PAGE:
Secret Agent Sim
Agents starts off questionably enough. The comic-style opening (and general presentation) is not bad, and the music is perfectly appropriate, but the first hour or two of gameplay is deceptively slow. You’ll first (briefly) customize your Sim, undergo a short tutorial investigation involving a stolen dog, and meet the game’s villain: Morcubus, CEO of the subtly iniquitous multinational corporation, Morcucorp. Then, you’re left to acquaint yourself with the townspeople for a short while, solving a couple other small-time mysteries (each with an undeniably cute fusion of kid-friendly simplicity and tongue-in-cheek cultural commentary)… but in the background, a foundational theme builds which will thread together many of the game’s mysteries.
The gameplay is simple, yet appropriately scalable. You move and interact just as you did in previously MySims games, except this time, your goal isn’t running boring errands to impress people and decorate your home; instead, it’s solving the aforementioned mysteries. As such, you’re also given some tools to work with: namely, a magnifying glass, a wrench, and a crowbar, all of which are toggled via the press of a direction assigned to them on the D-pad. (Later on, you’re able to upgrade these tools as well.) The crowbar opens and breaks things, the wrench can salvage parts and repair mechanical items, and the magnifying glass reveals hidden footprints and trails to aid you in your sleuthing.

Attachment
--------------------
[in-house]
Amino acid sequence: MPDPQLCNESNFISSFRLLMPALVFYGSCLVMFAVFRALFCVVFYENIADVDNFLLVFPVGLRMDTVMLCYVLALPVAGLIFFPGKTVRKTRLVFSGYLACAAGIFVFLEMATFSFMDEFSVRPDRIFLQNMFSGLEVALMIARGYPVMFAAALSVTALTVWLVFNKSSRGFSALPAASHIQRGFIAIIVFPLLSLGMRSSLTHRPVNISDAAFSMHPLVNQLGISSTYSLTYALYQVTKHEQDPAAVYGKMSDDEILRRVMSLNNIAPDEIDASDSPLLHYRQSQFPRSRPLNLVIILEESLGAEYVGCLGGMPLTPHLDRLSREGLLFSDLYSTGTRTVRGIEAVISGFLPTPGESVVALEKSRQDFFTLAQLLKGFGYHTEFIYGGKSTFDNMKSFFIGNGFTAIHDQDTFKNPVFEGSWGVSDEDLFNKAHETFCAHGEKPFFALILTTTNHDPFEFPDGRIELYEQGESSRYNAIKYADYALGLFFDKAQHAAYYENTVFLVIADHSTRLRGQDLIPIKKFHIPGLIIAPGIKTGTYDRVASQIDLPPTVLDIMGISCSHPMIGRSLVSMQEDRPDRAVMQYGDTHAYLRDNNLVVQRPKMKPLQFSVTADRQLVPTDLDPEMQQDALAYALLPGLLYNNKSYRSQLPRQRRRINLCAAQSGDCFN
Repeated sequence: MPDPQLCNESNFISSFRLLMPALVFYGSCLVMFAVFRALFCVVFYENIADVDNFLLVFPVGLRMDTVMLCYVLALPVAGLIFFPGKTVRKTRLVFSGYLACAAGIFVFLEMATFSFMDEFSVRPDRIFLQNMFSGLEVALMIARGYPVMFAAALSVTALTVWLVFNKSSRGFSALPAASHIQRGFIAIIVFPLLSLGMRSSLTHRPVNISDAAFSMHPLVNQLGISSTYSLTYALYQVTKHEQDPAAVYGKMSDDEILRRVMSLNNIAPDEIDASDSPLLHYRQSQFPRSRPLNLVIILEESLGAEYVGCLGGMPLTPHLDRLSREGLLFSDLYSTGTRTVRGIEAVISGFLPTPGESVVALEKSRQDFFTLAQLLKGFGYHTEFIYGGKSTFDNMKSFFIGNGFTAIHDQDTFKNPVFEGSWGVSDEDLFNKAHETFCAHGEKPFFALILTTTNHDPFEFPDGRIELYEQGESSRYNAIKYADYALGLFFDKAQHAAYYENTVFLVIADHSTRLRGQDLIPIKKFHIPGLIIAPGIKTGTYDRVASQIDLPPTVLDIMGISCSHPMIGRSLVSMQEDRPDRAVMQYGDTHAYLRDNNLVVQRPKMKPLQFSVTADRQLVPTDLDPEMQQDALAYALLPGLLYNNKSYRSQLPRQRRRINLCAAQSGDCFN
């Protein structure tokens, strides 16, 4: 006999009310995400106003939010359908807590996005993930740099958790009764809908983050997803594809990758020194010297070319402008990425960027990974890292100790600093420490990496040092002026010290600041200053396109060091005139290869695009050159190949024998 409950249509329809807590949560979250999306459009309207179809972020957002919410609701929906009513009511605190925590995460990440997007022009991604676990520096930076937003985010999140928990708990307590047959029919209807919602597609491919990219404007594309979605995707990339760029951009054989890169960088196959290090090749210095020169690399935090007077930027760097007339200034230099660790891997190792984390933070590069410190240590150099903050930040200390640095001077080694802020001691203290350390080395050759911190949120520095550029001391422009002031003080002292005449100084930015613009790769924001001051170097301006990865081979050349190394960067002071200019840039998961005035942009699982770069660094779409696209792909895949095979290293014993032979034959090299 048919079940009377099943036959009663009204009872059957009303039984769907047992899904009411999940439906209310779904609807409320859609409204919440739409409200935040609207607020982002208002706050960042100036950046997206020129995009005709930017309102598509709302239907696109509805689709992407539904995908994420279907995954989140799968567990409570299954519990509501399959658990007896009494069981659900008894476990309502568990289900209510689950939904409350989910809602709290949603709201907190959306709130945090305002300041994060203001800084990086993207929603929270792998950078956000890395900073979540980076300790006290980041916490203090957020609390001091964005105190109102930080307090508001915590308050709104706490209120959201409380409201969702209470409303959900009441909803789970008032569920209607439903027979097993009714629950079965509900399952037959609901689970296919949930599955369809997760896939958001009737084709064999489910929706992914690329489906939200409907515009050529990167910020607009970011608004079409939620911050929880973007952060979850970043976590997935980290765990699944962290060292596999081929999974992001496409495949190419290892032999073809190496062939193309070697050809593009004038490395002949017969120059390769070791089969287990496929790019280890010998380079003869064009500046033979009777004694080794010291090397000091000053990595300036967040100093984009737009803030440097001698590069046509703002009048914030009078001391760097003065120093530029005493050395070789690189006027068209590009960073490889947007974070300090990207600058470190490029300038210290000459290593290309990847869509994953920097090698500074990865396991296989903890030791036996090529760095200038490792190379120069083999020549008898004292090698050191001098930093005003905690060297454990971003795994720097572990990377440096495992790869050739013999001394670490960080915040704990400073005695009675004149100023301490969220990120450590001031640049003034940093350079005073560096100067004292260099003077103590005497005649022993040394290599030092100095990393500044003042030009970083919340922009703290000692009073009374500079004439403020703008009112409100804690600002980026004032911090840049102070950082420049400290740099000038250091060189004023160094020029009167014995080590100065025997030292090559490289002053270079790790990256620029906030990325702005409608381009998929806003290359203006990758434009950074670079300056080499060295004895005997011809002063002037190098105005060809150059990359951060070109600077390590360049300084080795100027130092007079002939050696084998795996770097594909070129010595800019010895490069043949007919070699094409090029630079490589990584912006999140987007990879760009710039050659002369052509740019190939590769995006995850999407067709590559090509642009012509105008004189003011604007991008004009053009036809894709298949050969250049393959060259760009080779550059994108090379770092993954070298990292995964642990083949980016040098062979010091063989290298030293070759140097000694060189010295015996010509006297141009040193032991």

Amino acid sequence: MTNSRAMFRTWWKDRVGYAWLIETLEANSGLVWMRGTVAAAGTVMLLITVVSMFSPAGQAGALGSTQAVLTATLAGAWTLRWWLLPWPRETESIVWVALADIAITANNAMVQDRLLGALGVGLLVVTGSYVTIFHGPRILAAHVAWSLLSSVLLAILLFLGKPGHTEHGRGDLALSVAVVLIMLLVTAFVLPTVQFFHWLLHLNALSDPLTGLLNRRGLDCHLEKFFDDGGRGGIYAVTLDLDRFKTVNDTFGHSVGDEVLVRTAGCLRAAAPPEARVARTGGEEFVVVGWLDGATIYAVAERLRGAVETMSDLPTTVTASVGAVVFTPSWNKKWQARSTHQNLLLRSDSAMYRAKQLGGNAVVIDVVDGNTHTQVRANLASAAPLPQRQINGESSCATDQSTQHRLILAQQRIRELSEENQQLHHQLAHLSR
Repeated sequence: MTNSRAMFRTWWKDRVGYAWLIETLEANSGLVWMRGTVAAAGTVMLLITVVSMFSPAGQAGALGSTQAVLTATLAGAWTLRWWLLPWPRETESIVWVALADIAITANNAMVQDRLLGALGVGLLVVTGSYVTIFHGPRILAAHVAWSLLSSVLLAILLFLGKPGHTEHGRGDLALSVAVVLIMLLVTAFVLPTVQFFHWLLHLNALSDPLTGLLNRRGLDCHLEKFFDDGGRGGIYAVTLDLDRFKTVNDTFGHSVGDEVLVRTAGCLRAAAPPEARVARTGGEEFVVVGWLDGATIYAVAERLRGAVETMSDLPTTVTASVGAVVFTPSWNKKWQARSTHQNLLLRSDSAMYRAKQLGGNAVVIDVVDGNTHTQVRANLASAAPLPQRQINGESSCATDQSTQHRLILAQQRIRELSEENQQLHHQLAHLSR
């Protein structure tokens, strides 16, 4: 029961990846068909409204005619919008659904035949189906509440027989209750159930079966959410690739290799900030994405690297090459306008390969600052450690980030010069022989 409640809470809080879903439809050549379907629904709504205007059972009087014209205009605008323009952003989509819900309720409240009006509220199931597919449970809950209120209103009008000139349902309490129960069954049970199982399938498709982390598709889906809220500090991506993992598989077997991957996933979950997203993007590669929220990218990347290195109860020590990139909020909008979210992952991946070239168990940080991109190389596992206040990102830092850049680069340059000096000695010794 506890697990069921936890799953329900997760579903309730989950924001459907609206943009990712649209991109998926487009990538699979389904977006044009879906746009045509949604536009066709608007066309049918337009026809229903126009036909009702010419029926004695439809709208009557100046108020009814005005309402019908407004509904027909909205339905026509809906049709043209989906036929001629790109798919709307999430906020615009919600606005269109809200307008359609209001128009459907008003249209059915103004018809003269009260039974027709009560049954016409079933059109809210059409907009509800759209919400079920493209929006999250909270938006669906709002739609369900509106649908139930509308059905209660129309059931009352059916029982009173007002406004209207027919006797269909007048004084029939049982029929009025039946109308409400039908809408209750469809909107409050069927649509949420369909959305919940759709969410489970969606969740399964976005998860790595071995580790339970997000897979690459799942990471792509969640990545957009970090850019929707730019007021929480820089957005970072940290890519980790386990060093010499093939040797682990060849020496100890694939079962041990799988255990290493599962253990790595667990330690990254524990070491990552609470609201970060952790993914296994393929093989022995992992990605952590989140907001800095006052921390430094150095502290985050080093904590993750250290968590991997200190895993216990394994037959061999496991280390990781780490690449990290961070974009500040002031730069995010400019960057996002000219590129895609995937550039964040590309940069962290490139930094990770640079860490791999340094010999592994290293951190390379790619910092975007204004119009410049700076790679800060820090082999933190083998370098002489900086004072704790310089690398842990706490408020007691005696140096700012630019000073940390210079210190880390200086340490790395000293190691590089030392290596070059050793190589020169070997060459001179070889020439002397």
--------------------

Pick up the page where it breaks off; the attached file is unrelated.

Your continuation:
Each mystery is compartmentalized via its own set of clues and criteria. For instance, when investigating a break-in at a local resident’s home, you must gather evidence by searching the crime scene for clues (pressing A interacts with interesting phenomena and speaks with people) and then leverage what you’ve found to take the next step. A fingerprinted set of objectives marks your progress toward each possible conclusion (“Gino” or “Morcubus” is the culprit, for instance), so it’s plain to see how the evidence stacks up as you proceed. On top of that, your case book records all of your current leads. Basically, this means that while it’s certainly beneficial to think this stuff through, it isn’t always completely necessary… and the conclusions are spelled out for you when you reach them, much like in other all-audiences puzzle games (such as the excellent Professor Layton series). In other words, it’s never too incredibly difficult that children wouldn’t eventually figure it out, but it certainly helps keep the pace if you’ve got a head on your shoulders.